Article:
You know you struck a cultural and political nerve when a week after a stirring and defiant speech at the historic Women’s March on Washington January 21, people are still talking, debating, and pissed off about it. Love it or hate it, Madonna’s speech was a rousing success.
As a gay man in my 40s, I have followed (sometimes rabidly) Madonna’s career since its immaculate conception. I’m not embarrassed to admit I once had my entire teenage bedroom plastered with floor-to-ceiling Madonna pictures and posters. There is no pre-Madonna era in my memories. Her songs have scored each decade of my life, and her provocative antics have joyfully titillated and shocked me.
I’m a fan of not just her music, not just her talent, but of the person. I love that she challenges unrighteous authority, takes risks in expressing views contrary to unjust social norms, and is unapologetically herself. She is a rebel in the best sense of the word.
Madonna being under fire for her language, her music, her videos, her imagery, her performances, you name it, really, is nothing new. This is a woman whose career has always ridden the precarious wave of both critique and praise. What is new, however, is how Madonna is now using her legendary status as an entertainment icon to boldly lead a newly founded rebellion against President Trump and his administration.
Madonna’s address at the Women’s March in Washington, D.C., has moved well beyond that one triumphant moment. Her speech has now seeped into our cultural divide; it has become more than just the words she uttered. It has transcended just that one protest on that one Saturday in front of hundreds of thousands of protesters. It’s now become a global taking point, a direct reflection of two political schools of thought.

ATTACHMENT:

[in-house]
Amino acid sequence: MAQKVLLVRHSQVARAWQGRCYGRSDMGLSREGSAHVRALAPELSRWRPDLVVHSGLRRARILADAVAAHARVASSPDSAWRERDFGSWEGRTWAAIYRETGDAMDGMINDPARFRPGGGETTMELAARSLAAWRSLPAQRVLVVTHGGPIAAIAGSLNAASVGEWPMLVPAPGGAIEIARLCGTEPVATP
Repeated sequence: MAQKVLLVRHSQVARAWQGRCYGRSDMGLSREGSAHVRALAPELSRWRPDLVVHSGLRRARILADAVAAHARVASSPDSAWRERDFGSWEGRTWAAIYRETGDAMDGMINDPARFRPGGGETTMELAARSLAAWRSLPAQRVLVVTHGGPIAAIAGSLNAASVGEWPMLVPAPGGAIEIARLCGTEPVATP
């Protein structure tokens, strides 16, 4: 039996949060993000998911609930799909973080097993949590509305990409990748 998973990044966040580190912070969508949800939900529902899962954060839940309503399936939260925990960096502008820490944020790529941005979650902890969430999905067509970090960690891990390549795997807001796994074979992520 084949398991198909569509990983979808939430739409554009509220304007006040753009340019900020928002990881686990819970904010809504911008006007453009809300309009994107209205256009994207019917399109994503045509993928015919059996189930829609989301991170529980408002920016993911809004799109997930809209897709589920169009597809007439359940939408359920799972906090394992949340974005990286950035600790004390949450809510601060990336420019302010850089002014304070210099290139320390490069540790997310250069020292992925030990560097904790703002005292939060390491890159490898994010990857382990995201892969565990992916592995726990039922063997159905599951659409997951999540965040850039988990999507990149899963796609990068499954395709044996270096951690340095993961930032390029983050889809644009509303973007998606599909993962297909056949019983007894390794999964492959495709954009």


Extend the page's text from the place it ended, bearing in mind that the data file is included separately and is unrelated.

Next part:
Because if there is one thing misogynistic men in power hate most — men who minimize and dehumanize women by summing up their entire worth based on their genitals and one’s ability to grab said genitals at will — is a woman who dares to stand up and speak out.
We need a mouthpiece strong enough to offend and inspire, uplift and challenge, and excite and energize a movement still in its infancy. Because of these very reasons, I’d like to assign Madonna a title, as homage to the late, great, never forgotten Princess Leia. A title that is not linked to her Queen of Pop or Material Girl monikers, but one that is more that reflective of the Madonna today: General Madonna, Voice of the Trump Resistance.
I realize she was not and is not the only voice at the protest worthy of assuming the title, but in the interest of this essay, it fits.
To the various dissenters, I offer the following defense on behalf of my new general. To former 1980s pop rival Cyndi Lauper, who took to the airwavess to critize Madonna, I say, girl, couldn’t you have discussed your issues diva to diva rather than through the media?
I mean, I get and agree that “clarity and humanity” is usually better than anger any day, as Cyndi put it. Thoughtful discussion is always a better way than screaming and yelling. Except, you know, in a budding movement meant to fire up the participants. In this instance a more measured and gentle approach would probably not have generated the attention Madonna’s f bomb-laden “rebellion of love” did. In this moment, at this rally, a rousing, angry speech, crass as it was, is totally acceptable.
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